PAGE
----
Blood orange sherbet

blood orange sherbet scoops

I know, I know. Three kinds of dairy, fancy blood oranges, lots of bowls, and a few head-scratching ingredients; all for some blood orange sherbet?

I understand, it’s a big ask. But if you are willing to commit, you’ll be rewarded with the best orange sherbet of your life — intensely fruity and tangy and refreshing. The perfect shade of peachy pink, too (though exact color will vary depending on your fruit!).

The neglected world of sherbet

But first, sherbet: if you’re like me, you may have grown up on those little cups of orange sherbet swirled with vanilla ice cream (the ones with the tiny wooden paddles), or perhaps the occasional scoop of rainbow sherbet. Neither tasted much like orange or rainbows, but they had their place as a refreshing poolside treat.

Sherbet is actually a category of frozen dessert that sits between sorbet and ice cream. Basically, sherbets are fruit sorbets with some added dairy. Sherbets have the bright flavor of sorbet with just a touch of milky richness for body. They’re the perfect palate cleanser and such a fun, overlooked way to preserve the fruits of the season.

If you’re interested in sherbet (or ice cream making in general), I highly, HIGHLY recommend Dana Cree’s book Hello, My Name is Ice Cream, the original source for this recipe. Of all the ice cream cookbooks I own, it’s my favorite in terms of technical knowledge and inspired flavor combos. Although Cree delves deep into the science of ice cream making, it’s all packaged in understandable language and is considerate of the average home churner. Although she has some favorite specialized ingredients, she offers accessible alternatives for those of us who can’t source them easily.

Specialty ingredients and alternatives

blood oranges

Here’s the rundown of a few specialty ingredients needed for this blood orange sherbet and some alternatives if you can’t source them.

  • Blood oranges: Blood oranges are a variety of citrus known for their deep rosy color and extra-sweet flavor. They tend to taste a little less acidic than regular navel oranges, with undertones of raspberry. Read all about blood oranges at Ask the Food Geek. If blood oranges aren’t available or in season, you can replace the zest and juice with that of another orange-like variety (regular orange, tangerine, cara cara, clementine, etc.). For the amount of juice and zest in this recipe, I used about 5 smallish blood oranges.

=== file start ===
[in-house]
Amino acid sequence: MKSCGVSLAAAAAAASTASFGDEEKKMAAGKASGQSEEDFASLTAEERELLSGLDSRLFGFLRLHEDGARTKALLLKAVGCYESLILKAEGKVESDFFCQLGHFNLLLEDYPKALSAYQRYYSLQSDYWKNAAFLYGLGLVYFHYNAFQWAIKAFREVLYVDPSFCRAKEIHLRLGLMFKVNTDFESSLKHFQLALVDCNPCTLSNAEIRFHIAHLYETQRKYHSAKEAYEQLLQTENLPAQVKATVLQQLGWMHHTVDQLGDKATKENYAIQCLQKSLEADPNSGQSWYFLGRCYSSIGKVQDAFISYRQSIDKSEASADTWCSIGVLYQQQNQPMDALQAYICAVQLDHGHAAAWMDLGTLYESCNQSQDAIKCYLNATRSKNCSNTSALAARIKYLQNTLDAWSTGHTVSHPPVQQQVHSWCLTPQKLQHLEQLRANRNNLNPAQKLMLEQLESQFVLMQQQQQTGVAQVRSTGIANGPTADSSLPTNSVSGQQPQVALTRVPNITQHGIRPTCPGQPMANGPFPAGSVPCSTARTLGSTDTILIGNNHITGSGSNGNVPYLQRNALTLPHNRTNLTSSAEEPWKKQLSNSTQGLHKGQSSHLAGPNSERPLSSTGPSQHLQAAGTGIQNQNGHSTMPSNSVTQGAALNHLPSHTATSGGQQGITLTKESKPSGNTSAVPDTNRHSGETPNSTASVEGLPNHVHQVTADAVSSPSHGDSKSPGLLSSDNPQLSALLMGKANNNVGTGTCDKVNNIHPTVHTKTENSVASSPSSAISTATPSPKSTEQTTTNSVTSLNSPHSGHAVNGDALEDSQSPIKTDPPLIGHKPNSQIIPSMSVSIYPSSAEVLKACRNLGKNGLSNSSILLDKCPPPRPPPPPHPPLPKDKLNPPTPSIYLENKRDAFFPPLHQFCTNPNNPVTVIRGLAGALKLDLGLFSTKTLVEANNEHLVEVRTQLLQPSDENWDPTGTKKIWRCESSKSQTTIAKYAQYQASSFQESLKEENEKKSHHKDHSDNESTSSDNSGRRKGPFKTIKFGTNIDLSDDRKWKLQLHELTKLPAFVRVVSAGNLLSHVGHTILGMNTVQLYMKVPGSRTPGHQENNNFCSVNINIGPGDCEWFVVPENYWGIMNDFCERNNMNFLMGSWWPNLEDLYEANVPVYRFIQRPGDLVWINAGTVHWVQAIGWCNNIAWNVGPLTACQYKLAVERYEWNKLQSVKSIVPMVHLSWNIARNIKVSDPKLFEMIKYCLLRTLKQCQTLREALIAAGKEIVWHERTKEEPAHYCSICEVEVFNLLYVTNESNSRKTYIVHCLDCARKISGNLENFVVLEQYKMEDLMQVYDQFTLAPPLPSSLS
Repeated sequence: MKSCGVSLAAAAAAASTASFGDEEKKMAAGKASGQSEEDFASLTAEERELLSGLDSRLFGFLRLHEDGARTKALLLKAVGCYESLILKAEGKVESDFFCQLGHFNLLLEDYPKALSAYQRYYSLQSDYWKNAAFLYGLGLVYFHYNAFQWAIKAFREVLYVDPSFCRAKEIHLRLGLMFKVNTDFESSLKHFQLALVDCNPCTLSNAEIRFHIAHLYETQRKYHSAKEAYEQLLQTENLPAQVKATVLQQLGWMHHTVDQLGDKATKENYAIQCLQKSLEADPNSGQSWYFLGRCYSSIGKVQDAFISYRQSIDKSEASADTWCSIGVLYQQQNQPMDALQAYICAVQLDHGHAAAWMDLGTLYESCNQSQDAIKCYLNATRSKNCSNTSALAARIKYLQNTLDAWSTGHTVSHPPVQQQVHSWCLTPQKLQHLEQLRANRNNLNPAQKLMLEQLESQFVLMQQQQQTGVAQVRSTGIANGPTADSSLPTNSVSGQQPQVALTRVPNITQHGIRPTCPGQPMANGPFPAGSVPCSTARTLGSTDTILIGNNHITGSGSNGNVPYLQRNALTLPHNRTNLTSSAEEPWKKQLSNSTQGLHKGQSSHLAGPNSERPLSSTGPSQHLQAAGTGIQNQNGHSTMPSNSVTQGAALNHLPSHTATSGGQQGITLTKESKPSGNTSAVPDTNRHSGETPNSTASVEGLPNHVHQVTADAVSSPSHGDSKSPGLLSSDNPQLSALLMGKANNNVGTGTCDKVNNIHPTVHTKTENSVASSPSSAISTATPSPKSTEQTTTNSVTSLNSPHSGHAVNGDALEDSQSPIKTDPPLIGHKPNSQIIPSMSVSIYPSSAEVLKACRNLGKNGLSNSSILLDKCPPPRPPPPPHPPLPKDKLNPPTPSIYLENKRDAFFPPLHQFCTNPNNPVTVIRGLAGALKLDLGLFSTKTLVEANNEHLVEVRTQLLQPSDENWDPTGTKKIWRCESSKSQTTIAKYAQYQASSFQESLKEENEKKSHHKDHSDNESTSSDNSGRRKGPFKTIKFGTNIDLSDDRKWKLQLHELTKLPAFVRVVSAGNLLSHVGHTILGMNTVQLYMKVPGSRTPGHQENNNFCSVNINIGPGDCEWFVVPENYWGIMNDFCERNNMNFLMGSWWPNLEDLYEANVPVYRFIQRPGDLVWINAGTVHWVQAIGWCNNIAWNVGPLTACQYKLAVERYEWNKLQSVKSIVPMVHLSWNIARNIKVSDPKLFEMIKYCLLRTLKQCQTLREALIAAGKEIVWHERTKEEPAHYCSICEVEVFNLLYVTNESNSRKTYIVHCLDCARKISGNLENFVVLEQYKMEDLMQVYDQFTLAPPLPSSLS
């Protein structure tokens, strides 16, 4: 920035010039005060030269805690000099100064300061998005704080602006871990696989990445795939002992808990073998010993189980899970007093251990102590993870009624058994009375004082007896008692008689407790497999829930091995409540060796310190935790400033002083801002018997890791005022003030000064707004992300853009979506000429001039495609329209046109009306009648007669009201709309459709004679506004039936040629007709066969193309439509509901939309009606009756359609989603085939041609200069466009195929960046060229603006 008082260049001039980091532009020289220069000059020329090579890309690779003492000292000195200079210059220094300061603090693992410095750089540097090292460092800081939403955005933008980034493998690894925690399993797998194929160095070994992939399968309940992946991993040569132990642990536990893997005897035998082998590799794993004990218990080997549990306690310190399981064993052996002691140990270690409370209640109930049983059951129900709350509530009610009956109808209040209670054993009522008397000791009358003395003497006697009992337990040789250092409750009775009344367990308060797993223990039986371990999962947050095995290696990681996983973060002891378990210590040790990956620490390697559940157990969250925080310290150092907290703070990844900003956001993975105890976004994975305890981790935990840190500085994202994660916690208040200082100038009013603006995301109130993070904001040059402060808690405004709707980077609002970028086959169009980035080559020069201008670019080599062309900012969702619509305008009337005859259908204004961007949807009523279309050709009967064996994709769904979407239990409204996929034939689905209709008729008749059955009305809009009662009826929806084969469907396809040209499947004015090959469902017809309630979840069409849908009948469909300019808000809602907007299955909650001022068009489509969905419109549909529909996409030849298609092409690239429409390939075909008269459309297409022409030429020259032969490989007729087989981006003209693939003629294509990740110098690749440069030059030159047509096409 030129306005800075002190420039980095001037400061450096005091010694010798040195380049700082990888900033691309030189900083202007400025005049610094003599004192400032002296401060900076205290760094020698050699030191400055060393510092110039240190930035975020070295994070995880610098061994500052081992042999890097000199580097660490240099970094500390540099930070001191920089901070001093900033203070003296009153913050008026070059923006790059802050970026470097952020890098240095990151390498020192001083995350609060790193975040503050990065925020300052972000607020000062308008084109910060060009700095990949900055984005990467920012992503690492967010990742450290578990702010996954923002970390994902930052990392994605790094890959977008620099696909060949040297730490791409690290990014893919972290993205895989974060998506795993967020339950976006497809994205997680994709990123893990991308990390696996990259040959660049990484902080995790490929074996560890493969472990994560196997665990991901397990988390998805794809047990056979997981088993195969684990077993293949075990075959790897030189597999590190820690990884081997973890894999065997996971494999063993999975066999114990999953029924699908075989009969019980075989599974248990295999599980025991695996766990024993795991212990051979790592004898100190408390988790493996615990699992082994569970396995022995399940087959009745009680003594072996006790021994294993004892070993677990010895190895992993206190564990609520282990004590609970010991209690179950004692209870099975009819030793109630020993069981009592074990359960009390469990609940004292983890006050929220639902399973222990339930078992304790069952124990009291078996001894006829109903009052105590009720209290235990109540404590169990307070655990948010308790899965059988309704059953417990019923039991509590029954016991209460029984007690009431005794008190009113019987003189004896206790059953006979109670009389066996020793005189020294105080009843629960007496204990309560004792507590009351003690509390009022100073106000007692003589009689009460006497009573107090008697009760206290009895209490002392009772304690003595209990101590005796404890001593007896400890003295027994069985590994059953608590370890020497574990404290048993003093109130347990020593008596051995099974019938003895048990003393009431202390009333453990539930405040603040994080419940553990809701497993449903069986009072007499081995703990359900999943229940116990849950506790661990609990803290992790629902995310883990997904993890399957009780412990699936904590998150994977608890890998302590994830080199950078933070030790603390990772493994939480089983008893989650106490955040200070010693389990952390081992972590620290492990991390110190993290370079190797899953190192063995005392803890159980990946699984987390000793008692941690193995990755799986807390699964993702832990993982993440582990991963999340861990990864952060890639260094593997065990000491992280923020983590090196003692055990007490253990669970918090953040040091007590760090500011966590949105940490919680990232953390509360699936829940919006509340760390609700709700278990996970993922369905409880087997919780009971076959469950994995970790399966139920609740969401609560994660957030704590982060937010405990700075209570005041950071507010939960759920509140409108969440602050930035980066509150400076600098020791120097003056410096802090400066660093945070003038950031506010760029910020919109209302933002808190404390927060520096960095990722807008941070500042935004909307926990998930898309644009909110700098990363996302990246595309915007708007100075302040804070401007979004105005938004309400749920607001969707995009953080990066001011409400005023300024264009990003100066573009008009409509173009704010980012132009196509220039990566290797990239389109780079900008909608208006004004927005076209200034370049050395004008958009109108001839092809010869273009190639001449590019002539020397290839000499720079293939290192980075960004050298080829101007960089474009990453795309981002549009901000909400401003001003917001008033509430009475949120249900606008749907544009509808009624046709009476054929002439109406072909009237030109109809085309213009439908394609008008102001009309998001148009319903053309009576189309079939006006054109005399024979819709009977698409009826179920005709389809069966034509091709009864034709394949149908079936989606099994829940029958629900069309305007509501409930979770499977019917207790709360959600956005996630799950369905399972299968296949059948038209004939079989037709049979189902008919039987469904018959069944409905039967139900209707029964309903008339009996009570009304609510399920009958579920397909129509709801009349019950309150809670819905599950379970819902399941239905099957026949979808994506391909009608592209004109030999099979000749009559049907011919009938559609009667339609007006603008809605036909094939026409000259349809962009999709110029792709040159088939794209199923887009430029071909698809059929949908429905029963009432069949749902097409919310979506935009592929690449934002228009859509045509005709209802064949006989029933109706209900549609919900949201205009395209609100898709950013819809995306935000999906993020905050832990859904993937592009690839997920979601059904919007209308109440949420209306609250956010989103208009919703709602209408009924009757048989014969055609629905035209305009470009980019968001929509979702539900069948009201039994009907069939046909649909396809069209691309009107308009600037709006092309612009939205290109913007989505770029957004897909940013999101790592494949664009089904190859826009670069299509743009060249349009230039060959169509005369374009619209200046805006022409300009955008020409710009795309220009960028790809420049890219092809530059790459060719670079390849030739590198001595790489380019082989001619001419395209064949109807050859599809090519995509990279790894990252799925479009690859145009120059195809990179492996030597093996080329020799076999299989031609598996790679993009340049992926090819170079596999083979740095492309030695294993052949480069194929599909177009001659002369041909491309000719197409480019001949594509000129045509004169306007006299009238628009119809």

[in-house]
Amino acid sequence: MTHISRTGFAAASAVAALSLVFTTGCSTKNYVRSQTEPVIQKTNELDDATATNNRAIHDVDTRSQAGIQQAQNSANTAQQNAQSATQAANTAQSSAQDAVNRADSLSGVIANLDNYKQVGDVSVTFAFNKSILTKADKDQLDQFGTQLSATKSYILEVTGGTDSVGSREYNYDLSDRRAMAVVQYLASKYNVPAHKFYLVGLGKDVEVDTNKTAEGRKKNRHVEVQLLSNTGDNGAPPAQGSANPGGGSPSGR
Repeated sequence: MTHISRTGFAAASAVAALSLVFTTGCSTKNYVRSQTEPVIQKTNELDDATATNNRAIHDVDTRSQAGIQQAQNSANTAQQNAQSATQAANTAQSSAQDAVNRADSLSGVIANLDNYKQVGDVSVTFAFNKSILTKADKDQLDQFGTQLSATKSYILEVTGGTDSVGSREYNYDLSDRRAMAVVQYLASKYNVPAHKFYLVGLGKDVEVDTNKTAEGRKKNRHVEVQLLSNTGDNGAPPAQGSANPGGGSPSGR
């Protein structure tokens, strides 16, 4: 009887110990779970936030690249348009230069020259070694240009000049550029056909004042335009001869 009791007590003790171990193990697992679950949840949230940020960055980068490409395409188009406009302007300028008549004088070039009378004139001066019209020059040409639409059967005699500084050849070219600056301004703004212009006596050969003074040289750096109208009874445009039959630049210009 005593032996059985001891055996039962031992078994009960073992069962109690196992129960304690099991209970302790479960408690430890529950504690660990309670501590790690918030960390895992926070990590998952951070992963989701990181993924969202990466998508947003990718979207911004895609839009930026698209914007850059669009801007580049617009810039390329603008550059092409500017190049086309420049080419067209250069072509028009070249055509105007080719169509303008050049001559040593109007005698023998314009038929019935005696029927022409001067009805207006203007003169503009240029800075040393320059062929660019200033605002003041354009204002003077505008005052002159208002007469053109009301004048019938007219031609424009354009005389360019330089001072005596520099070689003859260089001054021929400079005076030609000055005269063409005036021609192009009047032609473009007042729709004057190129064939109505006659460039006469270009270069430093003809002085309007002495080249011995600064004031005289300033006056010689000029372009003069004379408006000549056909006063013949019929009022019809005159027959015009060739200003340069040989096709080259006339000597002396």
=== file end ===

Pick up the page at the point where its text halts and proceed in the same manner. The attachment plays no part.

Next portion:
• Citric/malic acid: These are neutral tasting acids that come in powdered form. They definitely give the sherbet an extra refreshing zing, but you can either omit this if you prefer a less tart sherbet or replace with a squeeze of lemon juice. Citric acid is often available at the grocery store (look near the spices or in the jam/jelly making section); I found both at a beer-making shop; they are also available online.
  • Glucose or light corn syrup: Using an inverted sugar such as glucose or light corn syrup gives frozen desserts a more viscous, less icy texture. Check your local baking supply store for glucose; corn syrup is available in most grocery stores. In a pinch you can replace the inverted sugar with the same weight of granulated sugar, though the sherbet will be more sweet and icy. Read more about using inverted sugar in ice cream in this article on Serious Eats.
  • Xanthan gum: Don’t let the name scare you — xanthan gum is jut a natural gum that in this case works as a stabilizer, inhibiting the growth of ice crystals. Just a tiny bit drastically improves the texture and shelf life of homemade ice cream. I found mine at the local bulk store and online. If you can’t find xanthan gum, you can replace with 2 tsp of tapioca starch whisked with 2 Tbsp cold water. Stir this slurry into the dairy base after straining out the orange zest and before chilling over the ice bath. (Consult the book for even more alternatives.)
blood orange sherbet

Blood orange sherbet

Barely adapted from Hello, My Name is Ice Cream | Makes about 1 quart


  • 250g blood orange juice, freshly squeezed (zest before juicing)
  • 100g buttermilk
  • 1/2 tsp malic or citric acid or 1 tsp lemon juice (optional)
  • 300g whole milk
  • 100g cream
  • 150g granulated sugar
  • 100g glucose or light corn syrup
  • 1 Tbsp packed blood orange zest
  • 1/4 tsp xanthan gum


  • Make the blood orange-buttermilk mixture: In a small bowl, whisk together the blood orange juice, buttermilk, and acid or lemon juice (if using). Refrigerate.
  • Heat and infuse the dairy: In a medium saucepan, whisk together the whole milk, cream, sugar, and glucose. Cook, whisking frequently, over medium heat, until the sugar is dissolved and the mixture comes to a bare simmer. Remove from heat, stir in the orange zest, and cover. Infuse for 30 minutes.
  • Chill the dairy: Strain the infused base into a clean metal or glass bowl and discard the zest. Set over an ice bath and until the base is cool to the touch (50F), whisking occasionally.
  • Blend and chill: Whisk in the xanthan gum and blood orange-buttermilk mixture. Use an immersion blender (or transfer to a traditional blender) to blend until smooth. Cover and refrigerate for at least 4 hours, or up to 24.
  • Churn and freeze: Churn the chilled base according to the instructions for your machine, until the mixture has the texture of soft serve (for my machine this is about 25 minutes). Transfer to a freezer-friendly container (a loaf pan works well). Cover with parchment paper, pressing it to the surface of the ice cream so it adheres, then cover with a lid. Freeze until firm, at least 4 hours. Ice cream will keep for up to 3 months.
blood orange sherbet scoops